hurricanes

Updated at 9:54 a.m. ET

Hurricane Dorian has grown even more powerful, strengthening to a Category 5 storm as it approaches the Bahamas with what the National Hurricane Center warned would be "devastating winds" and a "life-threatening storm surge."

Maximum sustained winds for Dorian increased to 175 mph, with gusts above 200 mph, and further intensification is possible according to the NHC.

The Trump administration's decision to shift more than $100 million of federal disaster aid to help pay for more detention beds for migrants has set off an outcry just as Florida is bracing for Hurricane Dorian.

Hurricane Dorian
National Hurricane Center / WLRN

Hurricane Dorian has been getting stronger, slowing down, and it’s predicted path has been drifting, putting central, and potentially south Florida, increasingly at risk. 

The 5 p.m. advisory from the National Hurricane Center shows Hurricane Dorian has curved slightly north. The hurricane has strengthened into a Category 3 storm. It’s expected to bring lots of rain and storm surge, in addition to the wind. 

Special to the Miami Herald

If you live in Florida, you know the psychological toll hurricanes have on humans. We panic, we obsess over the latest weather report, we rant about horrendous evacuation traffic.

What’s far less known is the effect of hurricanes on non-human residents. One new study shows storms have a surprising evolutionary impact on spiders — producing a more aggressive population of arachnids.

Nancy Klingener / WLRN

Almost two years ago, Hurricane Irma destroyed or did major damage to more than 4,000 homes in the Florida Keys. It also devastated many hotels, especially in the Middle and Upper Keys.

Miami Herald archives

As the planet heats up, polar ice melts, seas rise and Biblical-size rains become more frequent, hurricanes are expected to get wetter and more intense.

But less certain is how much climate change is making these fierce storms, which target Florida more than any other U.S. state, more punishing now.

Leo A Daly / Courtesy

A Miami-based architect has made it his mission to design hospitals to be more resilient to seismic events and hurricanes. 

Eduardo Egea, from the firm Leo A Daly, has been designing hospitals for almost 25 years. After Hurricane Maria in Puerto Rico, Egea came up with the idea to design a hospital that could ultimately help in the aftermath of a hurricane by using drones to get supplies to patients quickly and easily. “Drones are going to be part of our day-to-day tools that we will use in the future,” he said on Sundial. 

The National Hurricane Center has classified the tropical low over the northeastern Gulf of Mexico as a “potential tropical cyclone” (PTC), and it could become a hurricane before hitting Louisiana this weekend.

Hurricane Impact On Fish Spurs Emergency Order

Jun 6, 2019

Hurricane Michael’s impact on shoal bass in the Chipola River and its tributaries drew a state emergency order Wednesday against harvesting the freshwater fish. 

Al Diaz / Miami Herald

Hurricane Irma was at Category 4 strength when it crossed the Florida Keys in September of 2017. And the Keys are still in the rebuilding process, even as a new hurricane season starts.

Many residents in the southeast U.S. and along the Gulf Coast are already thinking about the 2019 Atlantic hurricane season, which begins on June 1. Last year brought two of the most destructive storms to ever hit the U.S.: Hurricane Florence and Hurricane Michael.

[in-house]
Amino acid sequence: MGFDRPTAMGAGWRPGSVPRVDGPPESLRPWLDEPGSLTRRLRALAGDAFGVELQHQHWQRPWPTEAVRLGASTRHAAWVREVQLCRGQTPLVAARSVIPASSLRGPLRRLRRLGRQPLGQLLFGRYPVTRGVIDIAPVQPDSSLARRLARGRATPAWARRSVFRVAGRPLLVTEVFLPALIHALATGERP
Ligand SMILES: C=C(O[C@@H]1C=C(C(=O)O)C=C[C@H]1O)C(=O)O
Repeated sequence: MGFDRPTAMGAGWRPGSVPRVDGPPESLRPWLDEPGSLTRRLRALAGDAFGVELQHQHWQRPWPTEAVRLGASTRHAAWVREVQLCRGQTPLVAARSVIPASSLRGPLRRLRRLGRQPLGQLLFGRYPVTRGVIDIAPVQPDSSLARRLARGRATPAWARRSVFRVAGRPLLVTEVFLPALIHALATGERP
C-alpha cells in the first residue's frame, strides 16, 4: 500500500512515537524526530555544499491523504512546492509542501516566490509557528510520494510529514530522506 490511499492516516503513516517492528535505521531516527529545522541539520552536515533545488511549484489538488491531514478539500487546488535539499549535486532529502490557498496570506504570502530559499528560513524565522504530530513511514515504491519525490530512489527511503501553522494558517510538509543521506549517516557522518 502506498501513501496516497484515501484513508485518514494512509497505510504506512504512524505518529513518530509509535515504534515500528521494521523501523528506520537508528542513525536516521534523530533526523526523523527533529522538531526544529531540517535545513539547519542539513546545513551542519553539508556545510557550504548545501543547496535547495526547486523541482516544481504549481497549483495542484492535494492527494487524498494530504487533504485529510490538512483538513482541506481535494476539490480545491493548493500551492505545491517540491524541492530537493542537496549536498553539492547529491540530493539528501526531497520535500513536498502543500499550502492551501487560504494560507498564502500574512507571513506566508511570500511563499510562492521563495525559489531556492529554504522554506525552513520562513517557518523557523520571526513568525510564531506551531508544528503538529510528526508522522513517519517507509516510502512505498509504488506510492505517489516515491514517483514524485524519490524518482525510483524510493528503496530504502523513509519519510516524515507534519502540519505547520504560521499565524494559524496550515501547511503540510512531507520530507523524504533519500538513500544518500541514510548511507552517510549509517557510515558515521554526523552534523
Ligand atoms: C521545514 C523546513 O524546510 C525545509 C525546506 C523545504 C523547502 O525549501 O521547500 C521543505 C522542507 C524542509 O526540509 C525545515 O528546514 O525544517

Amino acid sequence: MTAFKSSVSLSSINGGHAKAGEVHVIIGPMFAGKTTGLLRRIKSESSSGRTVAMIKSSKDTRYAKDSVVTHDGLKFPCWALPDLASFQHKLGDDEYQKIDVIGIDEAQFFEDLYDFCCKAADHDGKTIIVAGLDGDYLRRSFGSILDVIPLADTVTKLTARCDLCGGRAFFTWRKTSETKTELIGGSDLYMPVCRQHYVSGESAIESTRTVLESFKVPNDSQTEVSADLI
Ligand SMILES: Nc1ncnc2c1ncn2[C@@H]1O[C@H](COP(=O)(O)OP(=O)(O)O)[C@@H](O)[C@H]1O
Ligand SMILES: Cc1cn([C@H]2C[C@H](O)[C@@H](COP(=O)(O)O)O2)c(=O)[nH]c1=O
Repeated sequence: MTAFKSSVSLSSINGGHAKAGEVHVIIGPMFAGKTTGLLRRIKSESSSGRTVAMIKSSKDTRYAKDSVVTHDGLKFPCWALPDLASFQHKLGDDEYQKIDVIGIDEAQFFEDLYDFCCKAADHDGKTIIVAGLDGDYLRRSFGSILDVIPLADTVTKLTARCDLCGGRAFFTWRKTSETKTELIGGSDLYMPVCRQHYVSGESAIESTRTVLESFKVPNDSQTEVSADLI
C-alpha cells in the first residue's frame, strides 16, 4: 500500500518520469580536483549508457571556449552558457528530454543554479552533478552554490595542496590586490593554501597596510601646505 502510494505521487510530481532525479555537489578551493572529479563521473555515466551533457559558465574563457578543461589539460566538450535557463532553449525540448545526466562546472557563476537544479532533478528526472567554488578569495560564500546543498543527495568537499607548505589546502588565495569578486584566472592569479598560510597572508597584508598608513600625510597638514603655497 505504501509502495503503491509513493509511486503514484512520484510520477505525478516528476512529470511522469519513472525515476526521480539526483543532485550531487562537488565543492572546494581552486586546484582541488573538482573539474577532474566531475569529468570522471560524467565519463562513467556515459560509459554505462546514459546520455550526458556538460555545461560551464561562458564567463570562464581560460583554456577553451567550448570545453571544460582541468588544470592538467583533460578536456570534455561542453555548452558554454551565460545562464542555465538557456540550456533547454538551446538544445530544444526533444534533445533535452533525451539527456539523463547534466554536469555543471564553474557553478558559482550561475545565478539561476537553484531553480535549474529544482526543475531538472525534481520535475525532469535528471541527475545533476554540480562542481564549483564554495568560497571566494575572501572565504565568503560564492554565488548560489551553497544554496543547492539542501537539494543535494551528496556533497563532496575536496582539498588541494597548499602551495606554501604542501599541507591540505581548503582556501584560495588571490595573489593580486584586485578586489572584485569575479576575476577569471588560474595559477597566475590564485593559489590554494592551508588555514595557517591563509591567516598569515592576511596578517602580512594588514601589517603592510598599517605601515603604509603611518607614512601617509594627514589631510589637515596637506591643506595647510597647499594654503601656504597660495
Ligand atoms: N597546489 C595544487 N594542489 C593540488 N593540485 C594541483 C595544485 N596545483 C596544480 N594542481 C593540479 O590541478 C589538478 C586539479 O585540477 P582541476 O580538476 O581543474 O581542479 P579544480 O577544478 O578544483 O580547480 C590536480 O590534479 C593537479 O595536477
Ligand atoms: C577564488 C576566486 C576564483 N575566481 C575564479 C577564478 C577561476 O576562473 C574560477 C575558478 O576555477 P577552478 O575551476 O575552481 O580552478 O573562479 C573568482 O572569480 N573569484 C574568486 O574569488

Hurricane Maria was the rainiest storm known to have hit Puerto Rico, and climate change is partly to blame, according to a new study.

The worst rain fell in the mountainous central part of Puerto Rico, from the northwest to the southeast. That part of the island is rainy under normal conditions. In an average year, it gets more than 150 inches of rain.

When Maria hit in 2017, it dropped nearly a quarter of that annual rainfall in just one day.

Last fall, as Hurricane Michael was swirling toward the Florida panhandle, NOAA officials say it was carrying something in addition to rain and wind — the ashes of long-time hurricane researcher, Michael Black. Black was a research meteorologist who worked at the Hurricane Research Division of NOAA's Atlantic Oceanographic and Meteorological Laboratory on Virginia Key, just across the bridge from downtown Miami.

He was a pioneer in the use of dropwindsondes — small measuring devices dropped from airplanes that record wind speed, air pressure, temperature and humidity.

Hurricane Debris Remains 'Huge, Huge Undertaking'

Jan 16, 2019
News Service Of Florida

Gov. Ron DeSantis directed the state Division of Emergency Management to speed money to Panhandle communities that are being swamped financially by “massive” amounts of debris from Hurricane Michael.

Emerging from a closed-door meeting Wednesday with Federal Emergency Management Agency Administrator Brock Long and local officials, DeSantis said that, in addition to upfronting disaster relief money to local governments, he will push the White House to increase federal reimbursements for debris cleanup.

AP Photo/Gerald Herbert

Florida and Louisiana face a shared threat from sea-level rise -- a threat that's growing as higher seas increase flood risk and warmer temperatures strengthen hurricanes.

Mark Schleifstein is a Pulitzer-winning environment reporter with NOLA.com and the Times-Picayune in New Orleans. He attended high school in Miami. Schleifstein spoke with WLRN’s Kate Stein about the future of both places -- and about a community that’s already had to move away from the coast because of rising seas.

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